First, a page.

“If you’re a bus nutter like me you know where they are and when they’re coming out of service. This poor old bus was one of only 109 built and I was responsible, in a way, for its fate; I’ll always feel like I’ve let an old friend down.
I’ve long had a fascination with buses. The ones that were around when I was a toddler had really mellifluous gearbox whines and combine that with the smell of leather seats and hot oil they seemed to me to be some kind of paradise.
Ordinary stop-start service buses are unsung heroes of the transport world. They are there for all kinds of people to use and are the hardest worked vehicles on the road because they’re run in the gutter all the time, whatever the weather. As a tot, seeing one of the bright blue buses that would take us to do the shopping in Sutton Coldfield coming round the corner was wonderful. Once on board I was in heaven just listening to all the sounds, it was like music.
When I left school at 16, I did an apprenticeship working on buses at The West Midlands Passenger Transport Executive, which I absolutely loved.
I’d noticed someone in the same year as me at college craning to see when an interesting old bus went past. I approached him one morning, on the bus, and said: “you’re really into buses aren’t you?” His name was Frank Sharkey, he went bright red and replied: “Err, yeah”. Back then it was a bit of a deep dark secret, but now it’s something I’m hugely proud of.
We clubbed together to buy a bus from the company and by December 1981, when I was 17, we’d saved enough to afford one. For the grand total of £823.40 we came away with a double-decker that was running and driving. The cost of the bus itself was £650, but the tyres were another few quid on top.
It was a Daimler Fleetline that dated from 1968. It had an entrance at the front as well as a sliding door in the middle – people thought it looked ugly, I did too, but that was also part of its fascination. The 10.45-litre Gardner diesel engine had a low, slow and lazy base note rumble. In contrast, the whine from the straight-cut drop axle gears became higher and higher as they increased in their rotational speed. It wasn’t the most delicious sounding but it did sing to me with a unique, sort of sonorous, slightly out of tune hum.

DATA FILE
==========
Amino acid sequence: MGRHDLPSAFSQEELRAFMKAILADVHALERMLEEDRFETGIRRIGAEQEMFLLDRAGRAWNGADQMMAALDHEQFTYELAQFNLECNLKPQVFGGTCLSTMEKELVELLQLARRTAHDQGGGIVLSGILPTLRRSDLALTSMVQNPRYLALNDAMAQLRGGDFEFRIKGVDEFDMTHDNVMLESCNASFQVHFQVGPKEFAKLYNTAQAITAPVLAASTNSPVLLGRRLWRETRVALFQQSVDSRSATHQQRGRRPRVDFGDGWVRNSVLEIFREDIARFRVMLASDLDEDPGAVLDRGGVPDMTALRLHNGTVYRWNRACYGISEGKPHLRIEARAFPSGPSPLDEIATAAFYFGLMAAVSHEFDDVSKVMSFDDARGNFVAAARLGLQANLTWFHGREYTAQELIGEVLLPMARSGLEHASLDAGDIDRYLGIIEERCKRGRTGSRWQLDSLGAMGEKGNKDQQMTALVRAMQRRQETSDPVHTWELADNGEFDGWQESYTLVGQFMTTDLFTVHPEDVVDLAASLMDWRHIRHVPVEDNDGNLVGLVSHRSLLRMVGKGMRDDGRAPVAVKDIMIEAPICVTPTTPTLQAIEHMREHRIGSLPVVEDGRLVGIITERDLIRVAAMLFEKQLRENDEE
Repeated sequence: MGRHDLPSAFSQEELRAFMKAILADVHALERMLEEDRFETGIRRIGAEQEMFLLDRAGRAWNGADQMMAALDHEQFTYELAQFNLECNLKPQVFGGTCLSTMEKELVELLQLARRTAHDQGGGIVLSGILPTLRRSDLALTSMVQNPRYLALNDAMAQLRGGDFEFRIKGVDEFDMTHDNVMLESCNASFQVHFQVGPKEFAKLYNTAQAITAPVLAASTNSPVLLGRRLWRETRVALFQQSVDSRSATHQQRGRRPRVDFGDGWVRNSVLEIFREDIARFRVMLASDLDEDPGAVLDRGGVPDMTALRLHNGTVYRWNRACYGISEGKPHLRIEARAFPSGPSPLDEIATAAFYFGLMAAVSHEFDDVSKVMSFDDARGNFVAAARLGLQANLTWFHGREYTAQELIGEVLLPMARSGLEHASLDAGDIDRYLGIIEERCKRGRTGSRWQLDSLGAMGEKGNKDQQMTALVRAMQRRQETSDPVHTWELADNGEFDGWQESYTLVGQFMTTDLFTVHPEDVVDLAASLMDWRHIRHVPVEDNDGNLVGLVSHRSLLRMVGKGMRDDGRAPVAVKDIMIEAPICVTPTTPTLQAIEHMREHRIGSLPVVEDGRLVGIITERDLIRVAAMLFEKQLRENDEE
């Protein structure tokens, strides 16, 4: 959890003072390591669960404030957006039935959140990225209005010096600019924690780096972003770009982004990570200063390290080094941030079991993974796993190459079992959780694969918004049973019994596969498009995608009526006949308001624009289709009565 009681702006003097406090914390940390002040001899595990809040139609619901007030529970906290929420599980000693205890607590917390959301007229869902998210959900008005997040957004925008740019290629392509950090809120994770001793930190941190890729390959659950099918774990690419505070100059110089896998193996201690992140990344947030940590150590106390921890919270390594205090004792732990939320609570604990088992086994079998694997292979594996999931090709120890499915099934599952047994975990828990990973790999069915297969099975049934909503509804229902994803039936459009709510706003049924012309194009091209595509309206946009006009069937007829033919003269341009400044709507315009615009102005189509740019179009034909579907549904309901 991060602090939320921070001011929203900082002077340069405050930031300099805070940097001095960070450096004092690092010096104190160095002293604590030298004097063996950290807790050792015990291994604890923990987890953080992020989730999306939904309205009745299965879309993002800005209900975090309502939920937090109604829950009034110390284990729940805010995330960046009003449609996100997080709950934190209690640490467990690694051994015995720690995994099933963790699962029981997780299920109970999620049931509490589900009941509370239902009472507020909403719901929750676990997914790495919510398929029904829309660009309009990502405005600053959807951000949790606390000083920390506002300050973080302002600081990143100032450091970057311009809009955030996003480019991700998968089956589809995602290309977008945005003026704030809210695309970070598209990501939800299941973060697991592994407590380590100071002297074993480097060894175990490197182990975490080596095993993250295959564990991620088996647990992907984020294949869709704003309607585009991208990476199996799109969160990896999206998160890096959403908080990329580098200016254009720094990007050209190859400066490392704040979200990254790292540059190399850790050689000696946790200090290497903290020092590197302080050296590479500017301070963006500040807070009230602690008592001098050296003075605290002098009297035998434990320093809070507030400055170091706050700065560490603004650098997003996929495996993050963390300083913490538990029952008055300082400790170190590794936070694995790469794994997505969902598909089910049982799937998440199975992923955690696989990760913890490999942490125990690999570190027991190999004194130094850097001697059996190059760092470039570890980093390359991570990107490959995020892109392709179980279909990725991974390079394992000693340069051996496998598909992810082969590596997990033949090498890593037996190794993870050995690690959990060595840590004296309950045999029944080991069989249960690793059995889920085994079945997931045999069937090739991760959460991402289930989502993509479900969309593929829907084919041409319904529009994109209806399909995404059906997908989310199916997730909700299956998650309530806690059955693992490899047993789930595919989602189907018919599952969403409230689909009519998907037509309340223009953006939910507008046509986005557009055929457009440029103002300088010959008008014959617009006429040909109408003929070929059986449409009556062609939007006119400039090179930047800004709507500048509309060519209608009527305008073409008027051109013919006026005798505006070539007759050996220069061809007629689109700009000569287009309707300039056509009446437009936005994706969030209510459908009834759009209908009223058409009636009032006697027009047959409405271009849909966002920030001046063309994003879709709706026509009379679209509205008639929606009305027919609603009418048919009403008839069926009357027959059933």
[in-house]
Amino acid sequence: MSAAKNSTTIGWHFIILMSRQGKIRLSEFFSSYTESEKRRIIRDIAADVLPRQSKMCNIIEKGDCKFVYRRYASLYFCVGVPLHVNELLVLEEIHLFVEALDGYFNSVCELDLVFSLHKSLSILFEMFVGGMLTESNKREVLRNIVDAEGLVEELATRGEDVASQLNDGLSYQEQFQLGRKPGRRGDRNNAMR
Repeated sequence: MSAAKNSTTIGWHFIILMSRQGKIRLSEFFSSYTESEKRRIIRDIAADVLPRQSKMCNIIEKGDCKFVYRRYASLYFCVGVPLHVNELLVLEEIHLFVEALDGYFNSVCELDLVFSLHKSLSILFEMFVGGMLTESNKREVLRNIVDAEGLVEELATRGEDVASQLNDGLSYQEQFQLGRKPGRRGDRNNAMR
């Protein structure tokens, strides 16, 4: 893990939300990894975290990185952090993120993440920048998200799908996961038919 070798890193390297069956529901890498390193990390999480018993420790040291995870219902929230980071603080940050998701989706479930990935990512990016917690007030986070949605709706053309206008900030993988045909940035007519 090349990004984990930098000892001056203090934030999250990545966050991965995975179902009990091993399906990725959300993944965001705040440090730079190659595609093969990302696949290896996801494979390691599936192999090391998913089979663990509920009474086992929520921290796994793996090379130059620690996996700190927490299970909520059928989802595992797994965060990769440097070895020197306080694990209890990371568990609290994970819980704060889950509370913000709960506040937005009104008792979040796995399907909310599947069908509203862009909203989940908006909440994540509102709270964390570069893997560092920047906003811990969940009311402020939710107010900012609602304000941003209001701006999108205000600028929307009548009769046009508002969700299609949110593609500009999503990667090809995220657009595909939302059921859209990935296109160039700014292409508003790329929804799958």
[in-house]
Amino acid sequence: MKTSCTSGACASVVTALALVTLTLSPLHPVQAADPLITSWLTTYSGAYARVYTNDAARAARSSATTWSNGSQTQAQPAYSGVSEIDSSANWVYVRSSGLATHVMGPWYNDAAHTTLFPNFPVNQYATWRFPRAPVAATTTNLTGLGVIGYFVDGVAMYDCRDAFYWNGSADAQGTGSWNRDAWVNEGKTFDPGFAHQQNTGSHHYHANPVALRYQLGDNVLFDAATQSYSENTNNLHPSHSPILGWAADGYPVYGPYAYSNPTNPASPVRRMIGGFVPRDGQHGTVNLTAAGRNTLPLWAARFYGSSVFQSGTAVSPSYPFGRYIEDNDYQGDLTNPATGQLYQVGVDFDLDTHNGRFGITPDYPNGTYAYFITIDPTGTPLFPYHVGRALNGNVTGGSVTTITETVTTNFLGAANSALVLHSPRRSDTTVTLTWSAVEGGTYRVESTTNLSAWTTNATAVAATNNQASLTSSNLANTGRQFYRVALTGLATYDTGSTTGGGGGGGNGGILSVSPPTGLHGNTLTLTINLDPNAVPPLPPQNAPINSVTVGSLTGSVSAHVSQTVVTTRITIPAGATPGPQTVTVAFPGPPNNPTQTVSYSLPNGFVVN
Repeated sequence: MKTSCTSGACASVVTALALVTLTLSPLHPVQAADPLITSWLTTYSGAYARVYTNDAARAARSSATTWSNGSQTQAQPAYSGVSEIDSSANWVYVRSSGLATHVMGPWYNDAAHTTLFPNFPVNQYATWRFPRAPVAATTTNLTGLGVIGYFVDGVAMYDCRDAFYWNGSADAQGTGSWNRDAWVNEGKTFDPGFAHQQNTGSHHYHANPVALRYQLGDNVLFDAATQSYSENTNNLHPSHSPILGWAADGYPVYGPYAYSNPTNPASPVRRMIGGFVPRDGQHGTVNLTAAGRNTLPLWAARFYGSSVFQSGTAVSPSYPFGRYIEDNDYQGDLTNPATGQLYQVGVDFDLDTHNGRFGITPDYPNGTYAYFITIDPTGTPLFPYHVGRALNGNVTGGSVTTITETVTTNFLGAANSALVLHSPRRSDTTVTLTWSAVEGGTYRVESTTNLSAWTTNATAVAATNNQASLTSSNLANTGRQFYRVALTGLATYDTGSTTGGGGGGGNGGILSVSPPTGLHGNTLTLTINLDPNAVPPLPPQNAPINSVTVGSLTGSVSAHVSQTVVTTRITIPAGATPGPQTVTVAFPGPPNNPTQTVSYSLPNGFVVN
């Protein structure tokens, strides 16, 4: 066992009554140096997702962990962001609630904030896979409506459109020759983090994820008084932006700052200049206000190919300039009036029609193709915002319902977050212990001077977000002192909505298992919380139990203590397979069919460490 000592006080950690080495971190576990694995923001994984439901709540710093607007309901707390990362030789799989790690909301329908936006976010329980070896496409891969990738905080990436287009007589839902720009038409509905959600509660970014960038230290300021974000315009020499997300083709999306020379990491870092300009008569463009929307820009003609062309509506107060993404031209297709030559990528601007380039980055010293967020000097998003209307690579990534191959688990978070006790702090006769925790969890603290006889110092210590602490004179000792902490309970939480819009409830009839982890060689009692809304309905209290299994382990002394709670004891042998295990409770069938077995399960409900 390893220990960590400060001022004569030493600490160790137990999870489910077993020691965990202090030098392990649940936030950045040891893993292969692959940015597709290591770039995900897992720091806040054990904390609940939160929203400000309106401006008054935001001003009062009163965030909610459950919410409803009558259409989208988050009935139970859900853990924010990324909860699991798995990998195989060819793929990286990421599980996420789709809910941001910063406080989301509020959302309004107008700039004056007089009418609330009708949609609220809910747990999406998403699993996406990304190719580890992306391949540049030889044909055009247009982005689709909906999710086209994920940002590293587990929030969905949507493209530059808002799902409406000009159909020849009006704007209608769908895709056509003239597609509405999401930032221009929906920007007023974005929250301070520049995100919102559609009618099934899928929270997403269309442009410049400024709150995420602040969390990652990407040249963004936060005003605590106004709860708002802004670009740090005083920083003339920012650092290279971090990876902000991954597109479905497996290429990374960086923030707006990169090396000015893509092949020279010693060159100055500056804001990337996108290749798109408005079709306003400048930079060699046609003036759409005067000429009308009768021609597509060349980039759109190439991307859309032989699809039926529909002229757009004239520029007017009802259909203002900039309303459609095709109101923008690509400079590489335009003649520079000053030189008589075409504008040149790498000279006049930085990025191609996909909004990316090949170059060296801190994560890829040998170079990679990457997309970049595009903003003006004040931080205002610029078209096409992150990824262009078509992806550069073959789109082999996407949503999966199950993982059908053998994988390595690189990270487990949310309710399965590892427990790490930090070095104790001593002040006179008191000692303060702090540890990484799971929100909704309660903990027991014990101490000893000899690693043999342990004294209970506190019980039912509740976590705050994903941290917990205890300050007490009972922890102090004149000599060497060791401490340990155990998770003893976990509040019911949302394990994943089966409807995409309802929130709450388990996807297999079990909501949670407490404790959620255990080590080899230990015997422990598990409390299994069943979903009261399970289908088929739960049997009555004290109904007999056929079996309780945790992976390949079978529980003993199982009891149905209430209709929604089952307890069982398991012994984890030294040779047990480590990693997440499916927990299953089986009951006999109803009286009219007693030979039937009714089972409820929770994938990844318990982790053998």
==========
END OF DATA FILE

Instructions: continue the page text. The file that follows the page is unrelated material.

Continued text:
We’d secured a place to work on ‘XDH 518G’ at a fledgling bus museum on the outskirts of Worcestershire. Now known as The Transport Museum, it’s become a centre of excellence for bus preservation and restoration, but back then it was basically a shed with a heap of rubble strewn across the ground to form some hardstanding.
The plan was to restore it to its original condition, but we expected to make it happen almost instantly, and started by doing the one thing you shouldn’t do, which is to pull it all apart. A lot of people fall foul of trying to do everything at once, rather than tackling one job at a time, when they buy something to restore, and we certainly bit off more than we could chew – we took panels off and found corrosion, and we took bits apart then realised we couldn’t afford to replace the components.
We were becoming more skilled all the time, and enjoyed the minor archaeological processes involved (such as rubbing back the paint to find the original bright blue livery underneath, and lifting up seats to find tickets from the 1960s that had been stuffed down there) but very quickly we had a bus that no longer ran, and couldn’t be moved.